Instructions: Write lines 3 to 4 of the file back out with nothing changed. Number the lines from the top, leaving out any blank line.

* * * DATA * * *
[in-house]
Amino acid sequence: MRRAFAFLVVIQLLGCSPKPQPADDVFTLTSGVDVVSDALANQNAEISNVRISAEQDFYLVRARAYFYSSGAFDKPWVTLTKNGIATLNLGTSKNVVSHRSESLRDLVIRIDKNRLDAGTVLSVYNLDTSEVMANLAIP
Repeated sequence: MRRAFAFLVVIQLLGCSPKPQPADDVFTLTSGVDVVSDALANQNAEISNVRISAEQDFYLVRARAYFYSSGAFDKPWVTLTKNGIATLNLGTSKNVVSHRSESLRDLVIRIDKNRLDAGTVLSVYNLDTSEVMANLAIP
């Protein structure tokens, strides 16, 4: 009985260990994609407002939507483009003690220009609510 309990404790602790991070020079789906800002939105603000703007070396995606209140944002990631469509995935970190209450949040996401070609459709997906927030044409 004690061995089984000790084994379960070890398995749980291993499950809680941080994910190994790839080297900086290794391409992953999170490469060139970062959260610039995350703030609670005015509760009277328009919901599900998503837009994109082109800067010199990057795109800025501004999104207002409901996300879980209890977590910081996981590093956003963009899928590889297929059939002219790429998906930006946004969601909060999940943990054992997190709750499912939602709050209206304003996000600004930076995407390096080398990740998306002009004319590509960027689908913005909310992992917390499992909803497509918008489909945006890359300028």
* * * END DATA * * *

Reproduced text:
Repeated sequence: MRRAFAFLVVIQLLGCSPKPQPADDVFTLTSGVDVVSDALANQNAEISNVRISAEQDFYLVRARAYFYSSGAFDKPWVTLTKNGIATLNLGTSKNVVSHRSESLRDLVIRIDKNRLDAGTVLSVYNLDTSEVMANLAIP
């Protein structure tokens, strides 16, 4: 009985260990994609407002939507483009003690220009609510 309990404790602790991070020079789906800002939105603000703007070396995606209140944002990631469509995935970190209450949040996401070609459709997906927030044409 004690061995089984000790084994379960070890398995749980291993499950809680941080994910190994790839080297900086290794391409992953999170490469060139970062959260610039995350703030609670005015509760009277328009919901599900998503837009994109082109800067010199990057795109800025501004999104207002409901996300879980209890977590910081996981590093956003963009899928590889297929059939002219790429998906930006946004969601909060999940943990054992997190709750499912939602709050209206304003996000600004930076995407390096080398990740998306002009004319590509960027689908913005909310992992917390499992909803497509918008489909945006890359300028």